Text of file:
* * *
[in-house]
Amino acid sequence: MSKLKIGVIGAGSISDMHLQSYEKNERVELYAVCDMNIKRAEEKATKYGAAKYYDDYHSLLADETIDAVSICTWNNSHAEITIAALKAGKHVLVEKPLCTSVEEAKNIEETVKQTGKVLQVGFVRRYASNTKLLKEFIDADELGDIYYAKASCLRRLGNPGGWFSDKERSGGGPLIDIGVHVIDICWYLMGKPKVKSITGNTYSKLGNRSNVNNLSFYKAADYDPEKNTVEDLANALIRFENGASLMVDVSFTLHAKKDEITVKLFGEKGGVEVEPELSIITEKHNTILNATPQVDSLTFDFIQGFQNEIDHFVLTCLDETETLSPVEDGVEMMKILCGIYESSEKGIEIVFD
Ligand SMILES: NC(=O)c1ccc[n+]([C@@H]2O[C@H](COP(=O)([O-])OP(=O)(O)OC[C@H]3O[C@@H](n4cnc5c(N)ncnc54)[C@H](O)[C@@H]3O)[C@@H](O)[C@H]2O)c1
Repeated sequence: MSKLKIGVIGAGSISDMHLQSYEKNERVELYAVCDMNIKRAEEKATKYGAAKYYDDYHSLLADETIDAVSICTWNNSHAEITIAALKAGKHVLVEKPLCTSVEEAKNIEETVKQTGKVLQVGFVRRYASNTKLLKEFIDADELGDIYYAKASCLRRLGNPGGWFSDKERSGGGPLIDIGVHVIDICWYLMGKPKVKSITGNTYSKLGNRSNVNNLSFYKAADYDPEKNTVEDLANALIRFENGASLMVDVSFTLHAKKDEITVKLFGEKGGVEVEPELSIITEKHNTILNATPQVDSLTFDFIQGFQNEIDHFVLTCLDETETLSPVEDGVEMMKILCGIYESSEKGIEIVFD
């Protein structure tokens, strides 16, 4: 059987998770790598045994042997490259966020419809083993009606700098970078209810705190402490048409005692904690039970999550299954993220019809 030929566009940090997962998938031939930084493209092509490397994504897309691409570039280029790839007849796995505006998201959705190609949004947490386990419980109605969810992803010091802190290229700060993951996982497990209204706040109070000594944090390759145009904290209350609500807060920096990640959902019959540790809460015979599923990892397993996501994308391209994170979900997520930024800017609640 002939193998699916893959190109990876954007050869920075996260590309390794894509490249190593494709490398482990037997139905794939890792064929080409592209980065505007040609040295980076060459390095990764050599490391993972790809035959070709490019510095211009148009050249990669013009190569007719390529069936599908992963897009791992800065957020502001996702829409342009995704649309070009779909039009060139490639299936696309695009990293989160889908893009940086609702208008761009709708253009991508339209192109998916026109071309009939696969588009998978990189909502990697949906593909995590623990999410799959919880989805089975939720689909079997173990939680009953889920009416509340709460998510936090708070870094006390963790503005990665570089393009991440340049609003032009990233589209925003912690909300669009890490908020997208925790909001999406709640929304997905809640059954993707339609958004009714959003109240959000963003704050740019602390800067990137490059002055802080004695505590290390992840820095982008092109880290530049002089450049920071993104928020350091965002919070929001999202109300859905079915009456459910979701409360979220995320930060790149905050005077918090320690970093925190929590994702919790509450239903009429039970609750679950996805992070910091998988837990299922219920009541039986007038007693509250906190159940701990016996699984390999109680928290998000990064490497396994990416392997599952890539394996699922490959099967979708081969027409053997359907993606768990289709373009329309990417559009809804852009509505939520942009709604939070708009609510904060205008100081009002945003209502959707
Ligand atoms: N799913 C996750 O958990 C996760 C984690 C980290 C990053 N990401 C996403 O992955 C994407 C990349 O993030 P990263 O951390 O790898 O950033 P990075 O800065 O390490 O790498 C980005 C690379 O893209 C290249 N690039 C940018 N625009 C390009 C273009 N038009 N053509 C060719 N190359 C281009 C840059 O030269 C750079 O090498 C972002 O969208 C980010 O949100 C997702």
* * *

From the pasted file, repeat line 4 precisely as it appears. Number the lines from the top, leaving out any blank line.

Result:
Repeated sequence: MSKLKIGVIGAGSISDMHLQSYEKNERVELYAVCDMNIKRAEEKATKYGAAKYYDDYHSLLADETIDAVSICTWNNSHAEITIAALKAGKHVLVEKPLCTSVEEAKNIEETVKQTGKVLQVGFVRRYASNTKLLKEFIDADELGDIYYAKASCLRRLGNPGGWFSDKERSGGGPLIDIGVHVIDICWYLMGKPKVKSITGNTYSKLGNRSNVNNLSFYKAADYDPEKNTVEDLANALIRFENGASLMVDVSFTLHAKKDEITVKLFGEKGGVEVEPELSIITEKHNTILNATPQVDSLTFDFIQGFQNEIDHFVLTCLDETETLSPVEDGVEMMKILCGIYESSEKGIEIVFD